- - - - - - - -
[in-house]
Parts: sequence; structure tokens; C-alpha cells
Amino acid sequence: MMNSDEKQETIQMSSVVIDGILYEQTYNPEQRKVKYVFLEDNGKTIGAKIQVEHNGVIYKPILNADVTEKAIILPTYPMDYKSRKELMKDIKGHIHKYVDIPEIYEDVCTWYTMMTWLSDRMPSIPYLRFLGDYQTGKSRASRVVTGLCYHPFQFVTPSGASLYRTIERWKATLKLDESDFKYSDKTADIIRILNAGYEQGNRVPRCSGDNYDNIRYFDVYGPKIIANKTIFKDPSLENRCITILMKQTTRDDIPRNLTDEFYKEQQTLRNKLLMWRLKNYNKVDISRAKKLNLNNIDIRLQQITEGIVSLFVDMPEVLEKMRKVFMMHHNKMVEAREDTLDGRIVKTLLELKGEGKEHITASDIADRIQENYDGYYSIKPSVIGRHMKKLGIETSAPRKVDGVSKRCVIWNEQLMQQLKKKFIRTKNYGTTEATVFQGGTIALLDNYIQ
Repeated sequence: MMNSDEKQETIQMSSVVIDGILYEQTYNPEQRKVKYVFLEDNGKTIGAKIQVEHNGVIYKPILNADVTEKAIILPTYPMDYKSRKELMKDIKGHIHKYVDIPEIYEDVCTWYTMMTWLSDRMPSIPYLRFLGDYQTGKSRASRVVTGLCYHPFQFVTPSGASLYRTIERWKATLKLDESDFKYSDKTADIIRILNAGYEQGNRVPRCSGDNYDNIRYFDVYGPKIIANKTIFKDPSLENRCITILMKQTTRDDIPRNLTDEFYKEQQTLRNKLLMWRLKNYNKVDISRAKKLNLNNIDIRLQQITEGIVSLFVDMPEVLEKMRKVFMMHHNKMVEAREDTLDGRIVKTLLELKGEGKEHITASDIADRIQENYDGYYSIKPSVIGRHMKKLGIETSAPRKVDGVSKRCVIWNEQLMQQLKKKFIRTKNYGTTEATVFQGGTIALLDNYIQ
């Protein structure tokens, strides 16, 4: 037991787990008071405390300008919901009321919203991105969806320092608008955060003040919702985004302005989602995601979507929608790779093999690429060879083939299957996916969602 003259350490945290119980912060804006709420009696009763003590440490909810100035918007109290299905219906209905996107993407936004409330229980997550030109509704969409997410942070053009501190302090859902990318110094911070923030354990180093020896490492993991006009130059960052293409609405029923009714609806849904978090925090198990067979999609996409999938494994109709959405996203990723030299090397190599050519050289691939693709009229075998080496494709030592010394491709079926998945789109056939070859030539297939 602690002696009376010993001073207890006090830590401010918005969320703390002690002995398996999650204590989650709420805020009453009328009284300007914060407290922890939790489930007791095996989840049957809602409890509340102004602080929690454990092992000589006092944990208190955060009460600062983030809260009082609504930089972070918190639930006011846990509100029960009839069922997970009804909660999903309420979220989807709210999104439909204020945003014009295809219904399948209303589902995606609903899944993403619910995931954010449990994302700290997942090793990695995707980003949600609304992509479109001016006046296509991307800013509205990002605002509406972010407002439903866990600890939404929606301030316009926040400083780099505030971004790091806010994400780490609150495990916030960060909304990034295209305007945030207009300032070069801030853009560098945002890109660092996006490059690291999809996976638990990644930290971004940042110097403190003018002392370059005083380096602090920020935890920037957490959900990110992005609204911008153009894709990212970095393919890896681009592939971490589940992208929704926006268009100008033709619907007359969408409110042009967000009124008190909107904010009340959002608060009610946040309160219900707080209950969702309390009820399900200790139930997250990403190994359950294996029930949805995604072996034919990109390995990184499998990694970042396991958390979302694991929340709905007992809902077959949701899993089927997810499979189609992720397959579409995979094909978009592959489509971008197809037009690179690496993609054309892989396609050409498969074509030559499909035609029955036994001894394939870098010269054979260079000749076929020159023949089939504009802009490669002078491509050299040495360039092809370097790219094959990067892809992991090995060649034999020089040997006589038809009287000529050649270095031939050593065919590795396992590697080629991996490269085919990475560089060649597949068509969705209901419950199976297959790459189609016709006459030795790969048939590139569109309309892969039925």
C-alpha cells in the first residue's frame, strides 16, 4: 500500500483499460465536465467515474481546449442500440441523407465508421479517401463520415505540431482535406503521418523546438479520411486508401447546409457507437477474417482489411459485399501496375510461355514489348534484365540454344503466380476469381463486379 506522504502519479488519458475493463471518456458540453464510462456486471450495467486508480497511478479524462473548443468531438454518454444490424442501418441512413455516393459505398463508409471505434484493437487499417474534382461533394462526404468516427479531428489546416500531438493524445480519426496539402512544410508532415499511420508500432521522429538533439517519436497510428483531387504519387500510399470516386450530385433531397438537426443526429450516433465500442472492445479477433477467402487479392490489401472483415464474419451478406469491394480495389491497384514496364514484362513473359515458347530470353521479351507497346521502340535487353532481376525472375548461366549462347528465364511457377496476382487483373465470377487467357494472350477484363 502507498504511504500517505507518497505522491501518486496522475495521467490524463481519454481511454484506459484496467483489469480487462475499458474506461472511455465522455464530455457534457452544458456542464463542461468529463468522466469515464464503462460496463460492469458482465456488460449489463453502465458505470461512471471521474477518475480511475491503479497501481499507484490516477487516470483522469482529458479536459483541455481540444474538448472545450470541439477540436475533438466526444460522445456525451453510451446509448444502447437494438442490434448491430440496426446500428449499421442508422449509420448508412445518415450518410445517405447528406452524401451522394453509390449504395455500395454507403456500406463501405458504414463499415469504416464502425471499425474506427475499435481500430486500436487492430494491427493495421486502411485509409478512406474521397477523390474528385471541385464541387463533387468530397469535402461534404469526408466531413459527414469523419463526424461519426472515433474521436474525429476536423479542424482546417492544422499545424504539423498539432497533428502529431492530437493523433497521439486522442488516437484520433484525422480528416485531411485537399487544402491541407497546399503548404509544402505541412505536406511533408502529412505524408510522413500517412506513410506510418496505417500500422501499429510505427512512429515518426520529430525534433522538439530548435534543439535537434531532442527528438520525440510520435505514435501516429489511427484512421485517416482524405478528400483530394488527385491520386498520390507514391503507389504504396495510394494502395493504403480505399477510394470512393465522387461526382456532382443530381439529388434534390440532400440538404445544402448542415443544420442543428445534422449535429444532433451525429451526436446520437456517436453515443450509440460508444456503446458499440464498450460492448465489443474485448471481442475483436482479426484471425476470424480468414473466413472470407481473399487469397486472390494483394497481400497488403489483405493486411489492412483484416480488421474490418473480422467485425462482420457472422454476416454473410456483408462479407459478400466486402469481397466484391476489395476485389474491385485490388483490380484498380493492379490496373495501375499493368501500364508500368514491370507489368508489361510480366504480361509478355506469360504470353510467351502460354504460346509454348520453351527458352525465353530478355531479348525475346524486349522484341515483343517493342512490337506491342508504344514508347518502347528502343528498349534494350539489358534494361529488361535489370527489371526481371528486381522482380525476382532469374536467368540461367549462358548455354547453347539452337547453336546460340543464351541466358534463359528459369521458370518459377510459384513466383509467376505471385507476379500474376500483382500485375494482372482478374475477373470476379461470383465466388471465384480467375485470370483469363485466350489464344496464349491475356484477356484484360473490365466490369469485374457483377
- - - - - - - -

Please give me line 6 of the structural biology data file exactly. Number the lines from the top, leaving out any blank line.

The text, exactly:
C-alpha cells in the first residue's frame, strides 16, 4: 500500500483499460465536465467515474481546449442500440441523407465508421479517401463520415505540431482535406503521418523546438479520411486508401447546409457507437477474417482489411459485399501496375510461355514489348534484365540454344503466380476469381463486379 506522504502519479488519458475493463471518456458540453464510462456486471450495467486508480497511478479524462473548443468531438454518454444490424442501418441512413455516393459505398463508409471505434484493437487499417474534382461533394462526404468516427479531428489546416500531438493524445480519426496539402512544410508532415499511420508500432521522429538533439517519436497510428483531387504519387500510399470516386450530385433531397438537426443526429450516433465500442472492445479477433477467402487479392490489401472483415464474419451478406469491394480495389491497384514496364514484362513473359515458347530470353521479351507497346521502340535487353532481376525472375548461366549462347528465364511457377496476382487483373465470377487467357494472350477484363 502507498504511504500517505507518497505522491501518486496522475495521467490524463481519454481511454484506459484496467483489469480487462475499458474506461472511455465522455464530455457534457452544458456542464463542461468529463468522466469515464464503462460496463460492469458482465456488460449489463453502465458505470461512471471521474477518475480511475491503479497501481499507484490516477487516470483522469482529458479536459483541455481540444474538448472545450470541439477540436475533438466526444460522445456525451453510451446509448444502447437494438442490434448491430440496426446500428449499421442508422449509420448508412445518415450518410445517405447528406452524401451522394453509390449504395455500395454507403456500406463501405458504414463499415469504416464502425471499425474506427475499435481500430486500436487492430494491427493495421486502411485509409478512406474521397477523390474528385471541385464541387463533387468530397469535402461534404469526408466531413459527414469523419463526424461519426472515433474521436474525429476536423479542424482546417492544422499545424504539423498539432497533428502529431492530437493523433497521439486522442488516437484520433484525422480528416485531411485537399487544402491541407497546399503548404509544402505541412505536406511533408502529412505524408510522413500517412506513410506510418496505417500500422501499429510505427512512429515518426520529430525534433522538439530548435534543439535537434531532442527528438520525440510520435505514435501516429489511427484512421485517416482524405478528400483530394488527385491520386498520390507514391503507389504504396495510394494502395493504403480505399477510394470512393465522387461526382456532382443530381439529388434534390440532400440538404445544402448542415443544420442543428445534422449535429444532433451525429451526436446520437456517436453515443450509440460508444456503446458499440464498450460492448465489443474485448471481442475483436482479426484471425476470424480468414473466413472470407481473399487469397486472390494483394497481400497488403489483405493486411489492412483484416480488421474490418473480422467485425462482420457472422454476416454473410456483408462479407459478400466486402469481397466484391476489395476485389474491385485490388483490380484498380493492379490496373495501375499493368501500364508500368514491370507489368508489361510480366504480361509478355506469360504470353510467351502460354504460346509454348520453351527458352525465353530478355531479348525475346524486349522484341515483343517493342512490337506491342508504344514508347518502347528502343528498349534494350539489358534494361529488361535489370527489371526481371528486381522482380525476382532469374536467368540461367549462358548455354547453347539452337547453336546460340543464351541466358534463359528459369521458370518459377510459384513466383509467376505471385507476379500474376500483382500485375494482372482478374475477373470476379461470383465466388471465384480467375485470370483469363485466350489464344496464349491475356484477356484484360473490365466490369469485374457483377